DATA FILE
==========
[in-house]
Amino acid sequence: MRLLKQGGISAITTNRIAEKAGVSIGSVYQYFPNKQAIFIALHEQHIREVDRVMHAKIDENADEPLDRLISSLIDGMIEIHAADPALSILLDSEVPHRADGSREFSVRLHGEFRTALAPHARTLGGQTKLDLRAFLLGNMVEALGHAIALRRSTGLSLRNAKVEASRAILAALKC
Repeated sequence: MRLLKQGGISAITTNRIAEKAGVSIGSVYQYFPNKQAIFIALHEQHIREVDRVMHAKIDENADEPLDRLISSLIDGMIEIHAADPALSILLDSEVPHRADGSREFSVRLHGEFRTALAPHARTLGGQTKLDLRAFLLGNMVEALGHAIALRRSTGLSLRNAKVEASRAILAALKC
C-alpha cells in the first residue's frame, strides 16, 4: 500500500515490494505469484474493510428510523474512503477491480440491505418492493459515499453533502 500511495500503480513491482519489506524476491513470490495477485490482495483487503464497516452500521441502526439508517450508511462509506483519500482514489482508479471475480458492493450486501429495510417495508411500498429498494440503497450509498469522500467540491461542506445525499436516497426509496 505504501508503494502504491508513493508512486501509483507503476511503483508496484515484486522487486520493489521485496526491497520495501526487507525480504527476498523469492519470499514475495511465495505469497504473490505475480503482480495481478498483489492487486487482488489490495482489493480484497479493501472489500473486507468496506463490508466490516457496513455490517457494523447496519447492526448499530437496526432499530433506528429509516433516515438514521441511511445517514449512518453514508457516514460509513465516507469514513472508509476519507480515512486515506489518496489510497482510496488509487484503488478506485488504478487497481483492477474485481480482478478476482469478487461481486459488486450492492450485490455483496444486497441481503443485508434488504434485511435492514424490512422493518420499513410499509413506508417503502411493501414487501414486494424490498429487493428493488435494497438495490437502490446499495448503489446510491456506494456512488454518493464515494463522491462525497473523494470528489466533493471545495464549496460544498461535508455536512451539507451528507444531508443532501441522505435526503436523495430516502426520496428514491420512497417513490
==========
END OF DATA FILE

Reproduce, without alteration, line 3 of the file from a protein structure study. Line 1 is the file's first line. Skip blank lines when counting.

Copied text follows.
Repeated sequence: MRLLKQGGISAITTNRIAEKAGVSIGSVYQYFPNKQAIFIALHEQHIREVDRVMHAKIDENADEPLDRLISSLIDGMIEIHAADPALSILLDSEVPHRADGSREFSVRLHGEFRTALAPHARTLGGQTKLDLRAFLLGNMVEALGHAIALRRSTGLSLRNAKVEASRAILAALKC